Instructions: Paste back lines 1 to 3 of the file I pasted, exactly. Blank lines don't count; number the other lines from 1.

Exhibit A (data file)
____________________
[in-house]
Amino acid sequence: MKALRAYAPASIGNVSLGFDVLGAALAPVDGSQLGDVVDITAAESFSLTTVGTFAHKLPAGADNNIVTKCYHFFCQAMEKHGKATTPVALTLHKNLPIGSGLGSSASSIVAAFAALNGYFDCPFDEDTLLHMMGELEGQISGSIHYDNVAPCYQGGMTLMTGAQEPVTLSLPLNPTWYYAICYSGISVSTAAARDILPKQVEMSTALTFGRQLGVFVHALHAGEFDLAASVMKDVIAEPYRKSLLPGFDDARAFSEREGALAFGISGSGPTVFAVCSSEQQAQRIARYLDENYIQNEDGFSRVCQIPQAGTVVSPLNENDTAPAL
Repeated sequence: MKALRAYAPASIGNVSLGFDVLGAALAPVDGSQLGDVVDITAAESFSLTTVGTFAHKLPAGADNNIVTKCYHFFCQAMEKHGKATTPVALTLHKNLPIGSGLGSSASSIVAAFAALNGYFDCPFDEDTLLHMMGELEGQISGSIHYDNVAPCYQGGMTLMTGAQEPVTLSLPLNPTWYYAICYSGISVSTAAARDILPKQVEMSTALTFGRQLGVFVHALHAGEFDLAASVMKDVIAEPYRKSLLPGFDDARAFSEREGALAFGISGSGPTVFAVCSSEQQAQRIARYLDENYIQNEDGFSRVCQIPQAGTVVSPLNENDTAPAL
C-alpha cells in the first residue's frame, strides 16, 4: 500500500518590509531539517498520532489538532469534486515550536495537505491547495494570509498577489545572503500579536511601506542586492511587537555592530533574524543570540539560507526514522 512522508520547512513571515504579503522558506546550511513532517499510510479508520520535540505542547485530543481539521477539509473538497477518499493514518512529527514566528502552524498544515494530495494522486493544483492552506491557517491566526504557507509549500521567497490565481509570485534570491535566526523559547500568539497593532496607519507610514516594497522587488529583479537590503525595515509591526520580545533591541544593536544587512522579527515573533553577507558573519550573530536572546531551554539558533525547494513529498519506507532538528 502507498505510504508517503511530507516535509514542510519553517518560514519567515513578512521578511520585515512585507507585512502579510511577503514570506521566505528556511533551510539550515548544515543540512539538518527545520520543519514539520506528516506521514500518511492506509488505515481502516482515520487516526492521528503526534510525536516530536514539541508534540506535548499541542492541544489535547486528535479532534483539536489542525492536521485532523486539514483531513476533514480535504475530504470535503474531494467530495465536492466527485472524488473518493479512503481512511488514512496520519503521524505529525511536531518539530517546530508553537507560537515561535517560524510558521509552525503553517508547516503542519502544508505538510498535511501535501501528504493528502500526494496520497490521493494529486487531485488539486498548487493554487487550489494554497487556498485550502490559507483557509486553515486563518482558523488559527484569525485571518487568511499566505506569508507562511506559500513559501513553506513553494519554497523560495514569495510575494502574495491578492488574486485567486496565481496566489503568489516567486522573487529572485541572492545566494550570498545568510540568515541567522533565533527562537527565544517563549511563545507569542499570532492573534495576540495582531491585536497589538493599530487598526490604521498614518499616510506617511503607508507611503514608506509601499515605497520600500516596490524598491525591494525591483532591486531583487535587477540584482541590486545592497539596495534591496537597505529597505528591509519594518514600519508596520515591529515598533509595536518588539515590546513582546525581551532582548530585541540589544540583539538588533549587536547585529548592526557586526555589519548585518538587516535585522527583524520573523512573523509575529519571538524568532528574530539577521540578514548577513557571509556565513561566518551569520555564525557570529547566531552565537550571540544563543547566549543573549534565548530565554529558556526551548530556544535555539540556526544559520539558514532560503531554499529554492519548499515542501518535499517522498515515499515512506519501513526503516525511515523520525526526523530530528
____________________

[in-house]
Amino acid sequence: MKALRAYAPASIGNVSLGFDVLGAALAPVDGSQLGDVVDITAAESFSLTTVGTFAHKLPAGADNNIVTKCYHFFCQAMEKHGKATTPVALTLHKNLPIGSGLGSSASSIVAAFAALNGYFDCPFDEDTLLHMMGELEGQISGSIHYDNVAPCYQGGMTLMTGAQEPVTLSLPLNPTWYYAICYSGISVSTAAARDILPKQVEMSTALTFGRQLGVFVHALHAGEFDLAASVMKDVIAEPYRKSLLPGFDDARAFSEREGALAFGISGSGPTVFAVCSSEQQAQRIARYLDENYIQNEDGFSRVCQIPQAGTVVSPLNENDTAPAL
Repeated sequence: MKALRAYAPASIGNVSLGFDVLGAALAPVDGSQLGDVVDITAAESFSLTTVGTFAHKLPAGADNNIVTKCYHFFCQAMEKHGKATTPVALTLHKNLPIGSGLGSSASSIVAAFAALNGYFDCPFDEDTLLHMMGELEGQISGSIHYDNVAPCYQGGMTLMTGAQEPVTLSLPLNPTWYYAICYSGISVSTAAARDILPKQVEMSTALTFGRQLGVFVHALHAGEFDLAASVMKDVIAEPYRKSLLPGFDDARAFSEREGALAFGISGSGPTVFAVCSSEQQAQRIARYLDENYIQNEDGFSRVCQIPQAGTVVSPLNENDTAPAL